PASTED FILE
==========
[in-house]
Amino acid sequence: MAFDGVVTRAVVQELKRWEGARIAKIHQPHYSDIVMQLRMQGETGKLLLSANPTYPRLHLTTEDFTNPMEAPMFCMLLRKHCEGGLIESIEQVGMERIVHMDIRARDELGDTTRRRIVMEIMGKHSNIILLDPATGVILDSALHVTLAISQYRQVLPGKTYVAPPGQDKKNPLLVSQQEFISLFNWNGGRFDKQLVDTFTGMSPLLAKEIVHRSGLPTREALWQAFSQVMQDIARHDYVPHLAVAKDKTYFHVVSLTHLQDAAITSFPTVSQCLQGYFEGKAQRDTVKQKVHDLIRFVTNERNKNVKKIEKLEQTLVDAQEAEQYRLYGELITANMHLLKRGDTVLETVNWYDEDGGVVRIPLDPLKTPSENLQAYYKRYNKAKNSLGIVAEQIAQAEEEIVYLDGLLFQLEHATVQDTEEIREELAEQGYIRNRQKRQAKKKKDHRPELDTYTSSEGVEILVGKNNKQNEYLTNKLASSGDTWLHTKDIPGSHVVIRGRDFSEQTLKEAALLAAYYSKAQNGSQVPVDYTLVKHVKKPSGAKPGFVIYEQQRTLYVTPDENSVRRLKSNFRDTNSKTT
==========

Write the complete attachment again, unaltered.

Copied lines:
[in-house]
Amino acid sequence: MAFDGVVTRAVVQELKRWEGARIAKIHQPHYSDIVMQLRMQGETGKLLLSANPTYPRLHLTTEDFTNPMEAPMFCMLLRKHCEGGLIESIEQVGMERIVHMDIRARDELGDTTRRRIVMEIMGKHSNIILLDPATGVILDSALHVTLAISQYRQVLPGKTYVAPPGQDKKNPLLVSQQEFISLFNWNGGRFDKQLVDTFTGMSPLLAKEIVHRSGLPTREALWQAFSQVMQDIARHDYVPHLAVAKDKTYFHVVSLTHLQDAAITSFPTVSQCLQGYFEGKAQRDTVKQKVHDLIRFVTNERNKNVKKIEKLEQTLVDAQEAEQYRLYGELITANMHLLKRGDTVLETVNWYDEDGGVVRIPLDPLKTPSENLQAYYKRYNKAKNSLGIVAEQIAQAEEEIVYLDGLLFQLEHATVQDTEEIREELAEQGYIRNRQKRQAKKKKDHRPELDTYTSSEGVEILVGKNNKQNEYLTNKLASSGDTWLHTKDIPGSHVVIRGRDFSEQTLKEAALLAAYYSKAQNGSQVPVDYTLVKHVKKPSGAKPGFVIYEQQRTLYVTPDENSVRRLKSNFRDTNSKTT